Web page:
A few 5G phones are currently available, including the Samsung Galaxy S20 Ultra and Samsung Galaxy Note 10+ 5G. Apple is expected to release a 5G model sometime in 2020.
For a closer look at 5G Wi-Fi availability near you, check out this 5G map.
What Should I Know About AT&T 5G?
AT&T is the frontrunner in 5G technology and the very first carrier to roll out 5G infrastructure. One especially noteworthy development is the launch of the NETGEAR Nighthawk Mobile Hotspot Router—the first 5G-enabled hotspot router available exclusively with AT&T.
The Nighthawk Mobile Hotspot Router allows you to connect up to twenty devices at once, so you can experience the same 5G Wi-Fi you would get at home. It’s fast, secure, easy to set up, and has up to 24 hours of battery life.
This hotspot also functions as a portable mobile router (including dual-concurrent Wi-Fi bands). Dual bands just means you’ll have better network performance with less interference for a reliable connection.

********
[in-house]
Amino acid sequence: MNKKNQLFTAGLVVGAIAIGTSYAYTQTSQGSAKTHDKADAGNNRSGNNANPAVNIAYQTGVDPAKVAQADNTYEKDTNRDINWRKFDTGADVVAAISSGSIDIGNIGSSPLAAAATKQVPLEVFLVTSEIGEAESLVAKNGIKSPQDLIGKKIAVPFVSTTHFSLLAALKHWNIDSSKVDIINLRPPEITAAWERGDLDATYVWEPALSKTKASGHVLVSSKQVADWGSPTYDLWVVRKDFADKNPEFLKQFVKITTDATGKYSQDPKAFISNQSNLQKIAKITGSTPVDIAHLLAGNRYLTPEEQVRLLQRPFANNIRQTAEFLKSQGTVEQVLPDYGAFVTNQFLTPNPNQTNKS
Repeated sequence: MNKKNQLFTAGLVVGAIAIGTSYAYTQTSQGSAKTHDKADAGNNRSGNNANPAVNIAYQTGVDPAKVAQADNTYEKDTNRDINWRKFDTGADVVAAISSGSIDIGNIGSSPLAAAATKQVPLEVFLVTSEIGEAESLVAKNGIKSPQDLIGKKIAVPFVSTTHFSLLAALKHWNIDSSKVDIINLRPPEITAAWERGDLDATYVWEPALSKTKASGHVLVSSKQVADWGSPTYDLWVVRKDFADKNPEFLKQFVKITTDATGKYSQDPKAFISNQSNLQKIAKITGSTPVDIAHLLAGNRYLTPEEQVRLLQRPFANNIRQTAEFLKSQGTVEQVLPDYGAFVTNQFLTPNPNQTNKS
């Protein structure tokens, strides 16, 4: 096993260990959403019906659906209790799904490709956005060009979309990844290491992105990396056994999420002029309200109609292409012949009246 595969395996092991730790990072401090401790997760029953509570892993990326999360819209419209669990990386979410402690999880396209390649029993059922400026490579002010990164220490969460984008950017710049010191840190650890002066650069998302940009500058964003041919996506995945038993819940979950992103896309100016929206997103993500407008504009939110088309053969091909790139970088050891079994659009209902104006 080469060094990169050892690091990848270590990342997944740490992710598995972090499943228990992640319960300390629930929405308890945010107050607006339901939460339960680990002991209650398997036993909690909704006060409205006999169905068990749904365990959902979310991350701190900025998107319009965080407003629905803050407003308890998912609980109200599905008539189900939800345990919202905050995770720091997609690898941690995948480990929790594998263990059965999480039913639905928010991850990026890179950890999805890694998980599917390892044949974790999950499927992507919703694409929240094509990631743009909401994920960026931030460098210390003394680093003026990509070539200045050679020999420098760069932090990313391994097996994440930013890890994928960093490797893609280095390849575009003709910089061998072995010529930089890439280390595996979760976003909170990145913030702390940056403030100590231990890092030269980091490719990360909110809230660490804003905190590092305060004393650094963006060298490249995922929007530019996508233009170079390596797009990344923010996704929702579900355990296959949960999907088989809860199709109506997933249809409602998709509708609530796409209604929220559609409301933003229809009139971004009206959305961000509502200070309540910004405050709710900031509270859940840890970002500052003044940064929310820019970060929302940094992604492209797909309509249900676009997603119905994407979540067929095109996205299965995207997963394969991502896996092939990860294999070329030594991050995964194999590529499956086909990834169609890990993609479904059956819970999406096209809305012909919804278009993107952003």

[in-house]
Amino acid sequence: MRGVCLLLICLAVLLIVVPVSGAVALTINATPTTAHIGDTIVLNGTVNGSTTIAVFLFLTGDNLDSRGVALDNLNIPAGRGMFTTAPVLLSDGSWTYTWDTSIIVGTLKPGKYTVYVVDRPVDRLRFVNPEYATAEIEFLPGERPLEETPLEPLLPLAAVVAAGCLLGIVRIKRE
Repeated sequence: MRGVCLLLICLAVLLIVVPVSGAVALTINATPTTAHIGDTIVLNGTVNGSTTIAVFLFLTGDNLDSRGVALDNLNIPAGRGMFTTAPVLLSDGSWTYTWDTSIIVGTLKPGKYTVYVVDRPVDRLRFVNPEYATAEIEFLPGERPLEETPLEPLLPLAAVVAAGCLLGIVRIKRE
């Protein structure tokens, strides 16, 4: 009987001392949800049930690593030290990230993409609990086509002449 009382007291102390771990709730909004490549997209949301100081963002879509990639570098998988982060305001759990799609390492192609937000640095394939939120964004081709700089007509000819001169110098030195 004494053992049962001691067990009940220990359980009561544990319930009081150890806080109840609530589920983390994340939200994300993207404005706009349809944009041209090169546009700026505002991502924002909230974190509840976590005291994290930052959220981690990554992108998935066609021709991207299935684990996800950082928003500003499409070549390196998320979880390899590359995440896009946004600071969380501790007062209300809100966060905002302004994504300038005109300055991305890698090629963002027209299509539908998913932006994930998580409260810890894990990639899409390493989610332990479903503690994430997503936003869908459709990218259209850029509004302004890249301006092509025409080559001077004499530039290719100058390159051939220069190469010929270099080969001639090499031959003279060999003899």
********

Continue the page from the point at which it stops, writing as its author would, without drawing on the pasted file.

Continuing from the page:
The NETGEAR Nighthawk Mobile Hotspot Router is the first of many—AT&T is working to pave the way for future AT&T 5G phones and devices.
When will 5G be Available Everywhere?
It will take time to implement compatible technology into every 5G phone and transmission base, but most carriers are expected to roll out 5G in the first half of 2020. Industry experts predict that 5G will be more widespread by 2022.
Similar to previous generations, 5G will evolve over time. What we have now won’t be the same as the 5G five years down the road. The small size of 5G base stations makes them easier to install every 100 feet on top of streetlights and buildings. Plus, the number of cities with 5G infrastructure continues to increase. Once it’s implemented nationwide, the possibilities are almost endless.
Can’t wait to get your hands on the latest AT&T 5G phone? Call 833-955-1569 to find out if 5G is available near you.